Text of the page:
A Central Bank With No Center? A Lesson From the Falcon and the Falconer

A central bank without a central role in the American banking and financial sector? Crazy, right? Absurd, you say? Not so fast—it could easily happen.

The U.S. Senate is proposing just such a plan. If the Senate proposal for financial reform is enacted without changes, one key feature will be that the central bank of the United States, otherwise known as the Federal Reserve, will be stripped of its supervisory authority over all financial institutions of less than $50 billion.

What? Can it be that our policymakers would blind our central bank to the thousands of financial institutions on Main Street America? Are we to have a central bank with no “center”? Will the central bank become misshapen by its sole focus on Wall Street? Can the central bank’s “center” hold or will it fall apart like the center in William Butler Yeats’ famous poem “The Second Coming,”

Turning and turning in the widening gyre
The falcon cannot hear the falconer;
Things fall apart; the centre cannot hold;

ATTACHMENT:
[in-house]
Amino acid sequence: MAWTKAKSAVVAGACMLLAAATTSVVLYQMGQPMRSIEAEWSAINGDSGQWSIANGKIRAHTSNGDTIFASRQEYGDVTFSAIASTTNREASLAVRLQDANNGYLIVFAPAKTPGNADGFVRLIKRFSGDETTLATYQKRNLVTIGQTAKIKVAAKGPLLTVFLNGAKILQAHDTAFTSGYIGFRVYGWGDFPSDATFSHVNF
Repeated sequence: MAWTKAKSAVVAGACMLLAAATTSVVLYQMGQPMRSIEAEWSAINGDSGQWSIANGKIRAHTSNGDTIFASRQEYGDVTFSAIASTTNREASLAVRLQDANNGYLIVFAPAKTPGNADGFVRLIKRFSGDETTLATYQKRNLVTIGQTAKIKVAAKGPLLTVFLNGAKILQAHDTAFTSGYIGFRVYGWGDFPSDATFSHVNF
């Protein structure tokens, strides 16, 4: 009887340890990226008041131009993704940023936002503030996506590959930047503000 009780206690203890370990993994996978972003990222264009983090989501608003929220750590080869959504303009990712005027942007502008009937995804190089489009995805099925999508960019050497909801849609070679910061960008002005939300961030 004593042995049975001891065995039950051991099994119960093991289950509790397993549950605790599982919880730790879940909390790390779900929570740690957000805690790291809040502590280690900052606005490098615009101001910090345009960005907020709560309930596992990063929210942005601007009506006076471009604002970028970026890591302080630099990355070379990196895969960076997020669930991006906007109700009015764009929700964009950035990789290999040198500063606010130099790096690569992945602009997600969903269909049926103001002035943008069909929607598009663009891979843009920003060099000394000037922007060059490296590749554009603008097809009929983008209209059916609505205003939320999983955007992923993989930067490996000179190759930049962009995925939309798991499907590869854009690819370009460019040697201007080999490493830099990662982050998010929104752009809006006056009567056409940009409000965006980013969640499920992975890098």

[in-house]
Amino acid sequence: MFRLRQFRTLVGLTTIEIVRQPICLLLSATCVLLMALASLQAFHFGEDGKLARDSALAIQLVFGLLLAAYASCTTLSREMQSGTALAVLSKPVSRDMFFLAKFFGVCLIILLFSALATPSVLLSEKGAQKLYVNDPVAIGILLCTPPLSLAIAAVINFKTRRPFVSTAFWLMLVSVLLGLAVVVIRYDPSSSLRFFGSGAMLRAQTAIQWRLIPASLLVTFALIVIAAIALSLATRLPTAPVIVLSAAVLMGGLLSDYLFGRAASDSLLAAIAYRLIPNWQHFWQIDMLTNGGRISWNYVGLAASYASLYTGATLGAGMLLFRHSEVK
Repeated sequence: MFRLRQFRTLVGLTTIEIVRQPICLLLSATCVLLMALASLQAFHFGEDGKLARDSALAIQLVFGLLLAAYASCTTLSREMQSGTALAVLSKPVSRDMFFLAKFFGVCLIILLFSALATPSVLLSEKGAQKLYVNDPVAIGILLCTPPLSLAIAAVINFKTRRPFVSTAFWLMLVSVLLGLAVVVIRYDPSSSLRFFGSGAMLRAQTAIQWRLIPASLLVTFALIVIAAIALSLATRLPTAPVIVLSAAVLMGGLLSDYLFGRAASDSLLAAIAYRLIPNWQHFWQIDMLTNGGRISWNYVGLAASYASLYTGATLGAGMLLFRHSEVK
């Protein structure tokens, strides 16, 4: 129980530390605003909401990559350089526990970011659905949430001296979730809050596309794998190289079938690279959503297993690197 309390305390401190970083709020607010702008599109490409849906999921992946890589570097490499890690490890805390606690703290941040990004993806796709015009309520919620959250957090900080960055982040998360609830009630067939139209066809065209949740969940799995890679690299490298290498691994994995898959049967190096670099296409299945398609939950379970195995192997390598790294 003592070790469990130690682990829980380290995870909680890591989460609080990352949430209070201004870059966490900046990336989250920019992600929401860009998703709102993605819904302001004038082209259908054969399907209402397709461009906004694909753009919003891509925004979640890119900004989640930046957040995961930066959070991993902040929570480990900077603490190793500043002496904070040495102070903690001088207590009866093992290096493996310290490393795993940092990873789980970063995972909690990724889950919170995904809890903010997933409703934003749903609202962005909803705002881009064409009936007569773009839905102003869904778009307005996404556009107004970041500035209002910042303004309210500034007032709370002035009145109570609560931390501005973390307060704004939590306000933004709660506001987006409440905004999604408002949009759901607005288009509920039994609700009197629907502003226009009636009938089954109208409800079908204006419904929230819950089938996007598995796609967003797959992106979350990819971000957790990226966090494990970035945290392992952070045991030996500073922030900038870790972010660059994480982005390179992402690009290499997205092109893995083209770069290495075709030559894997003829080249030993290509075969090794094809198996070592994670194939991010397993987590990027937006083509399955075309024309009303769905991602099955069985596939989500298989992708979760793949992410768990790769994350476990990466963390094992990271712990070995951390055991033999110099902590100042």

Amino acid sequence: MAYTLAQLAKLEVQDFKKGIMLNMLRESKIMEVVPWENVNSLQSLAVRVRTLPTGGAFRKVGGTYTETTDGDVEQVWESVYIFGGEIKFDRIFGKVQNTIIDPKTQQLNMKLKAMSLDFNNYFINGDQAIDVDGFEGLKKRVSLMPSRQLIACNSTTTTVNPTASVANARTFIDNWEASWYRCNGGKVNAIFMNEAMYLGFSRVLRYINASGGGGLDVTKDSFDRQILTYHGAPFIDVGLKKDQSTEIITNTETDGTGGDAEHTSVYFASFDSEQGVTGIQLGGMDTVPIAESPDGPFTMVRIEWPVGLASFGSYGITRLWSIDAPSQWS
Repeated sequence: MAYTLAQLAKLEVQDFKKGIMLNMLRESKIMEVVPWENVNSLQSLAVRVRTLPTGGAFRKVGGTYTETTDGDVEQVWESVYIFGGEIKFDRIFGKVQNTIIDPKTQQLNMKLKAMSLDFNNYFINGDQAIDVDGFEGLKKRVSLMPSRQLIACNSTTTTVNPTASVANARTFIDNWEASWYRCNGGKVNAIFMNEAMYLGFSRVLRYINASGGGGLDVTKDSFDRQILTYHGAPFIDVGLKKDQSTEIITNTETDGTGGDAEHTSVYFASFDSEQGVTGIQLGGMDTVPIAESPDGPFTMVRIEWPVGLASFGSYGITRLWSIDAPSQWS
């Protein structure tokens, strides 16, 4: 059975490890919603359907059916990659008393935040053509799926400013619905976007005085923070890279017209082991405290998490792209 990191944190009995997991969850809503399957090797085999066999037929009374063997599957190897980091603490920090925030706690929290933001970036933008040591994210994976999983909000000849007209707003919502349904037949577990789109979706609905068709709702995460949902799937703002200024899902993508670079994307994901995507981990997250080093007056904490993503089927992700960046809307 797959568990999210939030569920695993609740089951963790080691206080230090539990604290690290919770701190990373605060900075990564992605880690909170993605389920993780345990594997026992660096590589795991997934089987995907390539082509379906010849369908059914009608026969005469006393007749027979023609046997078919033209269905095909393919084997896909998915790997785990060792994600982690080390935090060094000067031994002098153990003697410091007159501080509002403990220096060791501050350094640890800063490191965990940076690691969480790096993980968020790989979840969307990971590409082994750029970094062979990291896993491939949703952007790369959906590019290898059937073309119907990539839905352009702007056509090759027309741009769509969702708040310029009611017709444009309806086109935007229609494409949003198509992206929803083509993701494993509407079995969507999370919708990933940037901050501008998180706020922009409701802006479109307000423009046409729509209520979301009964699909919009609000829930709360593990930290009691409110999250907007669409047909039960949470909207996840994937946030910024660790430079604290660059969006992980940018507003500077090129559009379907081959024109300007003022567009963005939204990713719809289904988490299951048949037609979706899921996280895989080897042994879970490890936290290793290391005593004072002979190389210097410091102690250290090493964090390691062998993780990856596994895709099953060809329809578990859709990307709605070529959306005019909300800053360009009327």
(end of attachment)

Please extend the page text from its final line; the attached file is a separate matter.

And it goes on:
Mere anarchy is loosed upon the world,

The Federal Reserve is our financial system’s falconer, and the district banks, collectively, are the falcon—ever watchful, circling the regions of this nation. If the Federal Reserve is truncated in its mission and the district banks lose their ability to look into nearly 8,000 Main Streets across America, can the financial center truly hold? Or will “things fall apart” and, with apologies to Mr. Yeats, mere financial anarchy be loosed upon the United States as the falcon circles further and further from the center, unable to hear the falconer? And as the pull from Wall Street distorts the center, the falconer will no longer hear the falcon, and what is a unique financial balance between Main Street and Wall Street will be lost.

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